Portraits of Wildflowers

Perspectives on Nature Photography

Sandia Peak

with 19 comments

Late in the afternoon on June 12, 2017, we wound our way up to the top of Sandia Peak, a mountain that overlooks Albuquerque, New Mexico. At the top I couldn’t help noticing this deformed tree, perhaps a limber pine (Pinus flexilis). Years of prevailing winds had left the tree as a whole leaning away from the void and toward the ridge of the mountain. At the same time, one resistant branch somehow ended up bent in the opposite direction.

© 2018 Steven Schwartzman

Written by Steve Schwartzman

June 16, 2018 at 4:56 AM

19 Responses

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  1. I love this intriguing “deformed” tree. Wind has an interesting way of creating these oddities.

    Littlesundog

    June 16, 2018 at 6:36 AM

    • You’ve made me wonder whether anyone has written a book about the ways in which wind sculpts plants.

      Steve Schwartzman

      June 16, 2018 at 7:01 AM

  2. As soon as I saw this photo, I started laughing. Every time I look at it I laugh again, thanks to my tendency toward pareidolia. I see an adult tree sitting on the ground with its head inclined toward the young tree it’s holding, while it offers counsel or advice — perhaps on how to survive in such challenging conditions.

    shoreacres

    June 16, 2018 at 7:00 AM

    • How do you think people would react if you told them you have pareidolic tendencies? Given your disposition, you may have missed a career working for Walt Disney or other organizations that make animated films for children.

      Steve Schwartzman

      June 16, 2018 at 7:06 AM

  3. That is what is called resilience!! 🙂 😀

    Indira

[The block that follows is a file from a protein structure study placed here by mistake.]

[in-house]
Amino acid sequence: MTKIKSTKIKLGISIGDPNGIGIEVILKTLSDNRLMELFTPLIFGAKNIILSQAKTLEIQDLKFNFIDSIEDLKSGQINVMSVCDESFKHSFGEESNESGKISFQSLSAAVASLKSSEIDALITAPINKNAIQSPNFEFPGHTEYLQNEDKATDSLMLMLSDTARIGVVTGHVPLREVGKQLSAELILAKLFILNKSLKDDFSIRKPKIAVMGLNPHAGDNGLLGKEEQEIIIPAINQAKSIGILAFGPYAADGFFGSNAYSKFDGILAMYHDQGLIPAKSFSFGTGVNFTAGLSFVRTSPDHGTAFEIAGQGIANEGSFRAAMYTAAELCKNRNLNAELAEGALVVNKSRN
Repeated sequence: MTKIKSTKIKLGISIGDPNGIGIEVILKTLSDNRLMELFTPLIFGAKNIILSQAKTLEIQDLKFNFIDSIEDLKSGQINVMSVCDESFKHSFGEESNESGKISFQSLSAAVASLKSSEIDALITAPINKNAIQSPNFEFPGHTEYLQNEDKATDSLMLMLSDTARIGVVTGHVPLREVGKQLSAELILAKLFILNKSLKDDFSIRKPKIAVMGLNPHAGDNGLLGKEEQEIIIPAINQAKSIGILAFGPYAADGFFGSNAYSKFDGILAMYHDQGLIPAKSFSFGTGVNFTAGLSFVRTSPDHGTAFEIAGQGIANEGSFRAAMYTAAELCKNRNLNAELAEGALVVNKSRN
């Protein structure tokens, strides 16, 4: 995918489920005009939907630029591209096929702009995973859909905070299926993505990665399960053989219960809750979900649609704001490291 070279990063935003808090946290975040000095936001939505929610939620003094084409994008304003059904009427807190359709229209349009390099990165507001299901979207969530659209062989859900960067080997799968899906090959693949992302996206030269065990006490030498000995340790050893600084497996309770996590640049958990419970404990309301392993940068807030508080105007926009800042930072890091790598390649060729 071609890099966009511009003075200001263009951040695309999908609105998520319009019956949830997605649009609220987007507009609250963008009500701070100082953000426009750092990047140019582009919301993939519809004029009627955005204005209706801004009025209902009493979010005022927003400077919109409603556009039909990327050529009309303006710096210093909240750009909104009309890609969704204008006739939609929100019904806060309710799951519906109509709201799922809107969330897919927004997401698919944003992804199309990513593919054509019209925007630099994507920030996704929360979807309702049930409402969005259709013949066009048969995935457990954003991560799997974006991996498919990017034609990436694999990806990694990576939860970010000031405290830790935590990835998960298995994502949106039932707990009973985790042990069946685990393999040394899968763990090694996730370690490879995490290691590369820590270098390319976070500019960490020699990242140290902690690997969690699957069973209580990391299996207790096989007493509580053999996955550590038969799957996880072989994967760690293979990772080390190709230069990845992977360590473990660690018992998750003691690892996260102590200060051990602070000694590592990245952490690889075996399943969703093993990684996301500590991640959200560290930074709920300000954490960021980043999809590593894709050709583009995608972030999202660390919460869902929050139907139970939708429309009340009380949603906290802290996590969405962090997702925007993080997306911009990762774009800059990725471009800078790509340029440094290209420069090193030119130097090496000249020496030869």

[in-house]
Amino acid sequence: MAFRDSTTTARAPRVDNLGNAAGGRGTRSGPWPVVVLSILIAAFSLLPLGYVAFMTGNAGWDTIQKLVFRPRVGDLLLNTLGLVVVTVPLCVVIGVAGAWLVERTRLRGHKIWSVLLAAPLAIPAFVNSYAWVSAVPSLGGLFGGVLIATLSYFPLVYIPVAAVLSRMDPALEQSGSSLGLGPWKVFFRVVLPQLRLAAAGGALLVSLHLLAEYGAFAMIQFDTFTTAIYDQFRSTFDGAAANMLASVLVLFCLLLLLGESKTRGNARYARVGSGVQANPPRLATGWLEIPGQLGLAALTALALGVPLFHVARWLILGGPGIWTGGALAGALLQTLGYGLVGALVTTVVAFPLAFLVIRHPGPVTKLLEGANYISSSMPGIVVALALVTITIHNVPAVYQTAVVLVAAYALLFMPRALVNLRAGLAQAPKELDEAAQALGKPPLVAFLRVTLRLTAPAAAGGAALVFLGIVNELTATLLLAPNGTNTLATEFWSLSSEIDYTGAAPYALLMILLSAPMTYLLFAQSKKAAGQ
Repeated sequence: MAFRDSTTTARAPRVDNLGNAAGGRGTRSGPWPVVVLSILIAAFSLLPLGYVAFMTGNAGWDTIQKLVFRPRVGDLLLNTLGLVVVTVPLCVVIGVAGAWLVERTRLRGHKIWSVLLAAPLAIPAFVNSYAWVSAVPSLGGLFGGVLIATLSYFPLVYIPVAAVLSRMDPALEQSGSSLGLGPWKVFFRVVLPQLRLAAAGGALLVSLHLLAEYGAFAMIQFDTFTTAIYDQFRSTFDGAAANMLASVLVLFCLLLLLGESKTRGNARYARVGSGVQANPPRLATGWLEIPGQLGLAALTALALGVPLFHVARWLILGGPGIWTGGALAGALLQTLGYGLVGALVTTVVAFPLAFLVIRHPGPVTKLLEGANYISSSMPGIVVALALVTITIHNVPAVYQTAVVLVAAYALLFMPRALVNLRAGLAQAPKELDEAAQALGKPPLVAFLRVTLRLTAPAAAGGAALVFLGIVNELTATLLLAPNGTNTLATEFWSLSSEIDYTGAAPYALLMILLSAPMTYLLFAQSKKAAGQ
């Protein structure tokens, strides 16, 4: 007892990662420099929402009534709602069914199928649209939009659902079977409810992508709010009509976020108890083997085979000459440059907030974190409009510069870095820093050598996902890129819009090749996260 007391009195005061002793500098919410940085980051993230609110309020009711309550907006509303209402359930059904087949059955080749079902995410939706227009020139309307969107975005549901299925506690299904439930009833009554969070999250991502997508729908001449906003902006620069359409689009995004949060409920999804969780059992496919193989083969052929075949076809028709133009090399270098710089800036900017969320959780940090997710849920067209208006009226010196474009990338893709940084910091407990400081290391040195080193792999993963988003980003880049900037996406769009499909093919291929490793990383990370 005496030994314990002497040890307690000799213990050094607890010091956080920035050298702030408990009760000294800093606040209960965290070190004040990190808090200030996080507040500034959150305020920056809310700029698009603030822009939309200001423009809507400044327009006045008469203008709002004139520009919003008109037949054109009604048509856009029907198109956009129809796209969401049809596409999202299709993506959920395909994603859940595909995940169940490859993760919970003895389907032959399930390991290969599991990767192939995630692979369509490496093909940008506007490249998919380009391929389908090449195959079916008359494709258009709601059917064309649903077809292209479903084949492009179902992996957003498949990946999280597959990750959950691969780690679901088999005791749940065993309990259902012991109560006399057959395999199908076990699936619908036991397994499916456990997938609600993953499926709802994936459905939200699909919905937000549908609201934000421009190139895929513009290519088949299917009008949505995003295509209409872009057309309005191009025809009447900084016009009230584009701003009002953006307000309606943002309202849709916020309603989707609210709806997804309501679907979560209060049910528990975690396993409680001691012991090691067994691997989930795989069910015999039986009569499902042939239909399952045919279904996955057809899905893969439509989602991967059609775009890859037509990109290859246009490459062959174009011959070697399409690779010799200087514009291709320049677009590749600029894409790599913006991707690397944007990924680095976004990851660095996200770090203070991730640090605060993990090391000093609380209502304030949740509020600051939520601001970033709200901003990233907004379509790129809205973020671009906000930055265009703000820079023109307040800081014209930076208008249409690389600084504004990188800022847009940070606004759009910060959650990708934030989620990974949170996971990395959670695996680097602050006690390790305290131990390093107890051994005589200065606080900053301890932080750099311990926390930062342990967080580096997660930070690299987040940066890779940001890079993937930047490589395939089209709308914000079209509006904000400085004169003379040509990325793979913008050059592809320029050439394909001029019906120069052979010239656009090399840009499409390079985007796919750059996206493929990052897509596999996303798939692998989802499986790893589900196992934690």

June 16, 2018 at 7:18 AM

  4. It as though it has thrust one branch back for balance.

    melissabluefineart

    June 16, 2018 at 9:05 AM

  5. I have always marveled at these windswept trees. At times it seems nearly impossible for anything to grow so crookedly.

    tanjabrittonwriter

    June 16, 2018 at 9:13 AM

    • And yet we keep finding examples of windswept trees in so many places. Let’s hear it for the artistic (if not destructive) effects of wind.

      Steve Schwartzman

      June 16, 2018 at 11:02 PM

  6. Ok I wasn’t going to say anything, but Linda opened the door…I see a T-rex eating a big stalk of broccoli. And his body language is expressing anger, because he doesn’t even like broccoli.

    Robert Parker

    June 16, 2018 at 2:30 PM

    • Your pareidolia certainly equals hers, only you may have been hungrier than her when you saw this photograph. It’s not clear whether the T-Rex is your alter ego when it comes to broccoli.

      Steve Schwartzman

      June 16, 2018 at 11:04 PM

    • EXACTLY! Perhaps it is more annoyance that he must eat his broccoli, rather than anger. The tree somehow seems familiar.

      tonytomeo

      June 17, 2018 at 2:29 PM

      • If I ever get back to Sandia Peak I’ll see what state the tree is in (other than New Mexico).

        Steve Schwartzman

        June 17, 2018 at 4:55 PM

  7. I’m seeing much the same as Linda: a child tree and an adult tree. I think the adult’s telling the child a story. 🙂 I love this photo – what a great shot!

    Val

    June 17, 2018 at 9:11 PM

    • So she saw the adult giving advice, and you saw it telling a story. You did indeed have similar visions.

      Yes, this was a good find, the most interesting thing I found on the mountain.

      Steve Schwartzman

      June 17, 2018 at 9:15 PM

  8. Such an interesting shape thanks to the wind … beautiful pic Steve

    Julie@frogpondfarm

    June 19, 2018 at 2:07 PM


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